Sometimes a Shogun was a general, other times he was the leader of a military government in Japan.

Variants of the same characters are used in China for the rank and title of a General of the People's Liberation Army (and the same term and characters have been used for the last 2200 years since the Qin Dynasty).

Warrior

China wǔ shì
Japan bu shi
Warrior Wall Scroll

The first character is the spirit or essence of a warrior. The second character means soldier, officer, or official. This character is also used appropriately enough to describe a piece of a chess game. This can also be translated as soldier, cavalier, palace guard, or samurai and sometimes as knight. I've occasionally seen this translated as strong man or tough man (gender not necessarily implied).

By far, this is the most common way to write warrior in Chinese characters, Japanese Kanji, and old Korean Hanja.

Note: In Japanese, this is Bushi, as in Bushido.


See Also:  Knight | Army | Marines

Warrior / Musha

Japan mu sha
Warrior / Musha Wall Scroll

武者 is an alternate title for a warrior or samurai in Japanese. It is often romanized as "Musha."

The literal meaning of these Kanji is "war person," "military person," or "martial person."

Warrior / Fighter

Senshi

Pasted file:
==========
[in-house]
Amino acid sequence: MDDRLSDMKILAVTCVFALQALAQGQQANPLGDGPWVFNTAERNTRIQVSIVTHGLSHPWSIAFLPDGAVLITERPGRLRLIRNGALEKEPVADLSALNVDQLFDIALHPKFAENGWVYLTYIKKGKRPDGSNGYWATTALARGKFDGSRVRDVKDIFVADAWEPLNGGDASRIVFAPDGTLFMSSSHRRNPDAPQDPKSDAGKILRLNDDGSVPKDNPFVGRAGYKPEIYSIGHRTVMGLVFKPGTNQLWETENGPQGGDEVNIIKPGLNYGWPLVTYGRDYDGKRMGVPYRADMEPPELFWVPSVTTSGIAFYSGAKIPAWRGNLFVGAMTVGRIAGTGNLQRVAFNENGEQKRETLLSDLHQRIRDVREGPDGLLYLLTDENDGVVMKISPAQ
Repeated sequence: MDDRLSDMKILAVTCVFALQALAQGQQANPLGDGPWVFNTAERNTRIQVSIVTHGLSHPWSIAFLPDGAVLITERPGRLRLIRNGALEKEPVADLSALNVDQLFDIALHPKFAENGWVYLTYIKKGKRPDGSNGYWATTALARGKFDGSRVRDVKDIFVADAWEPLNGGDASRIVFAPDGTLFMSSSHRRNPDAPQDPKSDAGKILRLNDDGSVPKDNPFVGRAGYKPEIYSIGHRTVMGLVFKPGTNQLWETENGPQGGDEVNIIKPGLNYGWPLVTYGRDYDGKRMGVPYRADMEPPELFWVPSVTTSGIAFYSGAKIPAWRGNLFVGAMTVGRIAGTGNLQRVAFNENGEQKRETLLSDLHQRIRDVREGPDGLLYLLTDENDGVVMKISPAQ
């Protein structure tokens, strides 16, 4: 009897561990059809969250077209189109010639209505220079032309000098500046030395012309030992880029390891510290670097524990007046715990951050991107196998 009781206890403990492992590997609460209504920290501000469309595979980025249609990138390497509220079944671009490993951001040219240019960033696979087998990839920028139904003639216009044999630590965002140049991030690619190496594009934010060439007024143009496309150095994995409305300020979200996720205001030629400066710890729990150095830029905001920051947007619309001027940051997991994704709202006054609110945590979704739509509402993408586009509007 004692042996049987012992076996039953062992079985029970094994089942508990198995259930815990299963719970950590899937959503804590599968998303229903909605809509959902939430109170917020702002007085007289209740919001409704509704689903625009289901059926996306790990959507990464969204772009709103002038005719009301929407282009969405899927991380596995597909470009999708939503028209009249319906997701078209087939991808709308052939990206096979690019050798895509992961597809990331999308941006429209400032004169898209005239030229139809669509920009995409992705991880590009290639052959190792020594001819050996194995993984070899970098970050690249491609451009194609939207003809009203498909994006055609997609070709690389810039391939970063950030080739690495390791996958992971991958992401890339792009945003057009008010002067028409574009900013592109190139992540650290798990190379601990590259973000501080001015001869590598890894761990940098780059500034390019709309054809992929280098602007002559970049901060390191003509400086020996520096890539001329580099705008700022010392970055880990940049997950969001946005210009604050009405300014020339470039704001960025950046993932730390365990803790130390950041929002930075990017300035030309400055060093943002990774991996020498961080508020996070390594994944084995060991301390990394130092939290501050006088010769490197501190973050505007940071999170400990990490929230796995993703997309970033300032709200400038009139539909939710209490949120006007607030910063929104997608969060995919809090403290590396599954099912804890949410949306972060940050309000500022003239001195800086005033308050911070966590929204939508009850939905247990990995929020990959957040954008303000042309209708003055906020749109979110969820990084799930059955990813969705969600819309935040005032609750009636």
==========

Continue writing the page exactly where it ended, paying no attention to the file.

Japan sen shi
Warrior / Fighter Wall Scroll

戦士 is an alternate title for warrior, soldier, fighter, warrior, guardian, or combatant in Japanese.

From Japanese, this is often romanized as "Senshi."


See Also:  Knight | Army | Marines

Naginata / Halberd

Japan naginata
Naginata / Halberd Wall Scroll

Samurai with Naginata 薙刀 is the Japanese word naginata.

A naginata is a special kind of halberd or long sword carried by some Samurai and other warriors. It is still used ceremonially in some schools of martial arts.




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The following table may be helpful for those studying Chinese or Japanese...

Title CharactersRomaji(Romanized Japanese)Various forms of Romanized Chinese
Samurai samuraishì / shi4 / shi shih
Bushido
The Way of the Samurai
武士道bu shi do / bushidowǔ shì dào
wu3 shi4 dao4
wu shi dao
wushidao
wu shih tao
wushihtao
In Flowers the Cherry Blossom, In Men the Samurai 花は櫻木人は武士
花は桜木人は武士
hana wa sakuragi hito wa bushi
Ronin
Masterless Samurai
浪人rou nin / rounin / ro nin / roninlàng rén / lang4 ren2 / lang ren / langren lang jen / langjen
Heart of a Warrior
Samurai Heart
武士心bu shi kokoro
bushikokoro
wǔ shì xīn
wu3 shi4 xin1
wu shi xin
wushixin